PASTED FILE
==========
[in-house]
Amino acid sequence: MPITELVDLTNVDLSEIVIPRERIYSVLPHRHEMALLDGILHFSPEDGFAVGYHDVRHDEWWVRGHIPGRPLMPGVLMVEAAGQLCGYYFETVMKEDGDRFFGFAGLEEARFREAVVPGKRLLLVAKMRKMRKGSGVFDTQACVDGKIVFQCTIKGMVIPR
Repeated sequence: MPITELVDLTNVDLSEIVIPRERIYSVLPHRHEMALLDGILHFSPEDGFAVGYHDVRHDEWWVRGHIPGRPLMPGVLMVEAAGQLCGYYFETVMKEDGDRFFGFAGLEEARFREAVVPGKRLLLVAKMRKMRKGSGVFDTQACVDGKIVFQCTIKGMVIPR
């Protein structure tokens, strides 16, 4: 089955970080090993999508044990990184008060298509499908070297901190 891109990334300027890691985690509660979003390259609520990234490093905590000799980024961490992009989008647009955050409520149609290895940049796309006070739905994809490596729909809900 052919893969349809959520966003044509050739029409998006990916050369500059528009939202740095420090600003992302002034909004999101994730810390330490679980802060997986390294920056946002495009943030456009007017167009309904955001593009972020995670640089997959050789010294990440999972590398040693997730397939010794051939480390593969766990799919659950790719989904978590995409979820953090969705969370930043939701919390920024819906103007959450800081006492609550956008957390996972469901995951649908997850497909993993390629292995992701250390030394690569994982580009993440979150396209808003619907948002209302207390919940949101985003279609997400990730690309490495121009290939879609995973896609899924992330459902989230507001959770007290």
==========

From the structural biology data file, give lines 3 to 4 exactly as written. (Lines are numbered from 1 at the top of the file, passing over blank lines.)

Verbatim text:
Repeated sequence: MPITELVDLTNVDLSEIVIPRERIYSVLPHRHEMALLDGILHFSPEDGFAVGYHDVRHDEWWVRGHIPGRPLMPGVLMVEAAGQLCGYYFETVMKEDGDRFFGFAGLEEARFREAVVPGKRLLLVAKMRKMRKGSGVFDTQACVDGKIVFQCTIKGMVIPR
């Protein structure tokens, strides 16, 4: 089955970080090993999508044990990184008060298509499908070297901190 891109990334300027890691985690509660979003390259609520990234490093905590000799980024961490992009989008647009955050409520149609290895940049796309006070739905994809490596729909809900 052919893969349809959520966003044509050739029409998006990916050369500059528009939202740095420090600003992302002034909004999101994730810390330490679980802060997986390294920056946002495009943030456009007017167009309904955001593009972020995670640089997959050789010294990440999972590398040693997730397939010794051939480390593969766990799919659950790719989904978590995409979820953090969705969370930043939701919390920024819906103007959450800081006492609550956008957390996972469901995951649908997850497909993993390629292995992701250390030394690569994982580009993440979150396209808003619907948002209302207390919940949101985003279609997400990730690309490495121009290939879609995973896609899924992330459902989230507001959770007290």